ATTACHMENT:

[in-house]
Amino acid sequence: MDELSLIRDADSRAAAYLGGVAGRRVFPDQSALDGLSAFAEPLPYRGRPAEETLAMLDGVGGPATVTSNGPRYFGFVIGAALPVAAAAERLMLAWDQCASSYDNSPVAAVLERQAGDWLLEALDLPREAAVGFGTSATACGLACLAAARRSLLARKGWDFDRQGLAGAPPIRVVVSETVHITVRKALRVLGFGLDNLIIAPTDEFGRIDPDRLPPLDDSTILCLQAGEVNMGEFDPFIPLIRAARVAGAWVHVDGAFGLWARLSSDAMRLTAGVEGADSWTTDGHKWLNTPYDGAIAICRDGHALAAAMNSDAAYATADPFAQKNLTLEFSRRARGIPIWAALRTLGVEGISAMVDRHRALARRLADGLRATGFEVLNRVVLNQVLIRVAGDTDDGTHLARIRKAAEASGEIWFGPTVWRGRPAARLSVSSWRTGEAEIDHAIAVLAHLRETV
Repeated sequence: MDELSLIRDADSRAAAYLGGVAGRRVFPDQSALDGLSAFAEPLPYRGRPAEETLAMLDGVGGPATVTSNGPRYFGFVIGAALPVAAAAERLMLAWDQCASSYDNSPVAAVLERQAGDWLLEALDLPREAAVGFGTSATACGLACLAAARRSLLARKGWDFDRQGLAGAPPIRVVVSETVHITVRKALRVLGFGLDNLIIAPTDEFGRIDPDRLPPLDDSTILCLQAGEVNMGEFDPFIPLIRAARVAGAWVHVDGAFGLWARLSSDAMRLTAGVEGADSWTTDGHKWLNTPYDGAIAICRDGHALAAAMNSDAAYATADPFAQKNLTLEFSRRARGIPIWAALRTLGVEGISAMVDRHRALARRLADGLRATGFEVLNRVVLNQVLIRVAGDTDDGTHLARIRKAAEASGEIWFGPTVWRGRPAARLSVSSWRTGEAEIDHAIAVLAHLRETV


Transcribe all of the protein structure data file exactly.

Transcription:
[in-house]
Amino acid sequence: MDELSLIRDADSRAAAYLGGVAGRRVFPDQSALDGLSAFAEPLPYRGRPAEETLAMLDGVGGPATVTSNGPRYFGFVIGAALPVAAAAERLMLAWDQCASSYDNSPVAAVLERQAGDWLLEALDLPREAAVGFGTSATACGLACLAAARRSLLARKGWDFDRQGLAGAPPIRVVVSETVHITVRKALRVLGFGLDNLIIAPTDEFGRIDPDRLPPLDDSTILCLQAGEVNMGEFDPFIPLIRAARVAGAWVHVDGAFGLWARLSSDAMRLTAGVEGADSWTTDGHKWLNTPYDGAIAICRDGHALAAAMNSDAAYATADPFAQKNLTLEFSRRARGIPIWAALRTLGVEGISAMVDRHRALARRLADGLRATGFEVLNRVVLNQVLIRVAGDTDDGTHLARIRKAAEASGEIWFGPTVWRGRPAARLSVSSWRTGEAEIDHAIAVLAHLRETV
Repeated sequence: MDELSLIRDADSRAAAYLGGVAGRRVFPDQSALDGLSAFAEPLPYRGRPAEETLAMLDGVGGPATVTSNGPRYFGFVIGAALPVAAAAERLMLAWDQCASSYDNSPVAAVLERQAGDWLLEALDLPREAAVGFGTSATACGLACLAAARRSLLARKGWDFDRQGLAGAPPIRVVVSETVHITVRKALRVLGFGLDNLIIAPTDEFGRIDPDRLPPLDDSTILCLQAGEVNMGEFDPFIPLIRAARVAGAWVHVDGAFGLWARLSSDAMRLTAGVEGADSWTTDGHKWLNTPYDGAIAICRDGHALAAAMNSDAAYATADPFAQKNLTLEFSRRARGIPIWAALRTLGVEGISAMVDRHRALARRLADGLRATGFEVLNRVVLNQVLIRVAGDTDDGTHLARIRKAAEASGEIWFGPTVWRGRPAARLSVSSWRTGEAEIDHAIAVLAHLRETV